Buckland's Book of Saxon Witchcraft (Raymond Buckland)
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Buckland's Book of Saxon Witchcraftwas one of the first books to explore Wicca from a solitary perspective. Originally written 30 years ago to correct abuses he saw occurring in covens, Buckland offered Wiccan seekers an introductory text on Saxon witchcraft or SeaxWicca, which can be practiced alone. Buckland presents meticulously researched information on the time-honored tradition of Saxon witchcraft. He writes cogently and informatively about the history, mythology, spiritual practices, and witchcraft of Saxon England.
Buckland's Book of Saxon Witchcraftincludes everything the solitary witch needs to practice SeaxWicca, including:
Descriptions of the Saxon deities and explanations of their primary beliefs
An introduction to the magical runic Saxon alphabet
A selection of original Pagan songs
A selection of Seax-Wiccan recipes for intoxicants
Instructions for initiation ceremonies, the eight Sabbats, marriage, birth, and death rites
An explanation of the art and practice of Saxon Galdra or magic and the divination and herbal lore used for protection, love potions, and healing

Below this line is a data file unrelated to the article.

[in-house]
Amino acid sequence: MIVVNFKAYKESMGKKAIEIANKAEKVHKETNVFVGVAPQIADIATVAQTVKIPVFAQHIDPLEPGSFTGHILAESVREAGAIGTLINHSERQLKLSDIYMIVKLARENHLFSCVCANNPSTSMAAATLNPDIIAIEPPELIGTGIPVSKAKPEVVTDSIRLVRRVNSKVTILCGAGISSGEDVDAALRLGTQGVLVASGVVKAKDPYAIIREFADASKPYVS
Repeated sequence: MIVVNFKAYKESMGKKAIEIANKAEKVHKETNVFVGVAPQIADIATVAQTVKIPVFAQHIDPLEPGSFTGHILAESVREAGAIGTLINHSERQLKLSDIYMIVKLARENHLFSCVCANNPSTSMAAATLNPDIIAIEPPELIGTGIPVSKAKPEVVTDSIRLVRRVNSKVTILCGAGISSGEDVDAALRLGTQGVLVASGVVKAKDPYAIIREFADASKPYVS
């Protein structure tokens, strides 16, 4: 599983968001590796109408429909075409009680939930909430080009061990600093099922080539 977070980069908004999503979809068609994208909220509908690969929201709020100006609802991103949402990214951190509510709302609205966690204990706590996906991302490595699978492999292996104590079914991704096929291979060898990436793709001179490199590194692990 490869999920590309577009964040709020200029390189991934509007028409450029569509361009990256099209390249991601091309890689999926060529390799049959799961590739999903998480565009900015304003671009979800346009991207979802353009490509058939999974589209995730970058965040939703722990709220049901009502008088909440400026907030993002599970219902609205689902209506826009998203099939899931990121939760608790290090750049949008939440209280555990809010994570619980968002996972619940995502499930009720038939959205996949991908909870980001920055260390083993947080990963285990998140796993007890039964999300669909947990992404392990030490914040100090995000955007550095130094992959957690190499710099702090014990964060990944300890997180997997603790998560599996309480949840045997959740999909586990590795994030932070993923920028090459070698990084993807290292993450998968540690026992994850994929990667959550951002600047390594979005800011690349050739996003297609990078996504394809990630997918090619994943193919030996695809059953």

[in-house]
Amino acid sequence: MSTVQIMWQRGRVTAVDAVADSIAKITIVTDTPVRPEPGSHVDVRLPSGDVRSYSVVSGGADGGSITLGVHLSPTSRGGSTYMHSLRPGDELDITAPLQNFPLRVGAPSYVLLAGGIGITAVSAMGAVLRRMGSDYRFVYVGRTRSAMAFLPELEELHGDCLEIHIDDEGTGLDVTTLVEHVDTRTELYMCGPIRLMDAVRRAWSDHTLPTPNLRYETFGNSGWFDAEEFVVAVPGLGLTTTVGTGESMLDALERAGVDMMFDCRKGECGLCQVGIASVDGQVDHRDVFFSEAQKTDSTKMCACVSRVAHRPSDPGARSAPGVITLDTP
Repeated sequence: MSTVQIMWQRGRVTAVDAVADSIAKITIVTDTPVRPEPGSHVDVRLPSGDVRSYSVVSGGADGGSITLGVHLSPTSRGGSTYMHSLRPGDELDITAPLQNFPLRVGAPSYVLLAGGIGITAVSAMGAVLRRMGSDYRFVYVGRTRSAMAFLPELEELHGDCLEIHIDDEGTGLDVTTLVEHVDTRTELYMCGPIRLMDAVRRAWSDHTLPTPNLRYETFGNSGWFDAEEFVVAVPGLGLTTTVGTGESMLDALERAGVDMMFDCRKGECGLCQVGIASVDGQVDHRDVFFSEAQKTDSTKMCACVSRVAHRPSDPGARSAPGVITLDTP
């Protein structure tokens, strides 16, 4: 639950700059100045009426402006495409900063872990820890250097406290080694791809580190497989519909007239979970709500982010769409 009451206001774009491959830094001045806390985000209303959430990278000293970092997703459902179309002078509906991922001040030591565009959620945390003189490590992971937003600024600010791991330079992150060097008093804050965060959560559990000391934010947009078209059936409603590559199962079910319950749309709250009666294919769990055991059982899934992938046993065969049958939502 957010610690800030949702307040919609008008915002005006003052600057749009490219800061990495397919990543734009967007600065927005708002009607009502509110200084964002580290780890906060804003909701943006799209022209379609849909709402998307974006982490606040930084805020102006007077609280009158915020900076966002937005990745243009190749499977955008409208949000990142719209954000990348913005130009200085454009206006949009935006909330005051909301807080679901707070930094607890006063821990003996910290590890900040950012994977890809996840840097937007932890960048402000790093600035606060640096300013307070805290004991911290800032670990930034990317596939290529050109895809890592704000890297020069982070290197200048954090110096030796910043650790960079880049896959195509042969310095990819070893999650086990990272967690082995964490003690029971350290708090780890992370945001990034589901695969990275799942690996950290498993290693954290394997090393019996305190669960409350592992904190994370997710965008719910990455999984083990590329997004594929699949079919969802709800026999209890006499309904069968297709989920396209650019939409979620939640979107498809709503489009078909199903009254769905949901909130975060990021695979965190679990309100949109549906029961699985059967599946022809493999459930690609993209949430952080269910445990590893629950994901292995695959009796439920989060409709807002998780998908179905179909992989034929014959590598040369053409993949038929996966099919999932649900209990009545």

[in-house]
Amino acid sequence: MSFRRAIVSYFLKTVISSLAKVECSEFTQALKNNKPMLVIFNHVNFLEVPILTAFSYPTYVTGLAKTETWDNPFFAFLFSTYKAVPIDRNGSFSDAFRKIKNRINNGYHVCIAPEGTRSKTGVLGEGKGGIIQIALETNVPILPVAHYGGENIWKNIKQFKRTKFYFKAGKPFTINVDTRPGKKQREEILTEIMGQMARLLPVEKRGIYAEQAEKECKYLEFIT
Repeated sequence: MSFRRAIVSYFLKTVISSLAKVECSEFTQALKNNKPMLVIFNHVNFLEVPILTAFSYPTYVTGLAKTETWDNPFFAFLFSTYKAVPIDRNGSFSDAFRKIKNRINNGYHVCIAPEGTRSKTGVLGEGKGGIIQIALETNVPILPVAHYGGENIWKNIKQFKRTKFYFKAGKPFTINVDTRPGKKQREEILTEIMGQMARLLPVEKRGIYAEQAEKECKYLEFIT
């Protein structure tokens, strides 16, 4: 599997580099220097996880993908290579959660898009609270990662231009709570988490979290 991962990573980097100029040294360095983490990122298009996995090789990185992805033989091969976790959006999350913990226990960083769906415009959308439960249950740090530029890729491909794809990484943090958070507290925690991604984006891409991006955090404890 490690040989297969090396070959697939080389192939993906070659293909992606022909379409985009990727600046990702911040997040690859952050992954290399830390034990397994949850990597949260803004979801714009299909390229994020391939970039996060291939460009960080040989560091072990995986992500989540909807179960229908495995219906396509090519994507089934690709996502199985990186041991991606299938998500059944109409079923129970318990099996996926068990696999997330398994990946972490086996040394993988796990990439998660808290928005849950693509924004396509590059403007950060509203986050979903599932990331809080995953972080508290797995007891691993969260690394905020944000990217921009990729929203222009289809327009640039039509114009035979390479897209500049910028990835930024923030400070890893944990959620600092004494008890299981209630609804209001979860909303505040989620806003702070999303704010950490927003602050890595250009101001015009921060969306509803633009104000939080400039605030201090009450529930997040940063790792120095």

The Seax-Wicca Rite of Self-Dedication, which allows individuals to form their own covens and initiate themselves into the Craft.
An indispensable handbook for solitary witches or for witches in covens who want to explore Saxon witchcraft. Originally published asThe Tree: The Complete Book of Saxon Witchcraft, this edition offers a new introduction by the author to guide a new generation of witches into the art and practice of Seax-Wicca.
Raymond Buckland’s grandfather was the first of the Buckland Gypsies to give up traveling the roads in wagons and to settle into a permanent house. From his earliest years, Ray remembers listening to his father’s and grandfather’s tales of Romani life, and watching his grandmother read cards and tell fortunes. Ray was the author of more than fifty books on occult, magic, witchcraft, and paranormal subjects and is popularly known as “The Father of American Wicca.” He passed away in 2017. (Photo Credit: Gregory Ford)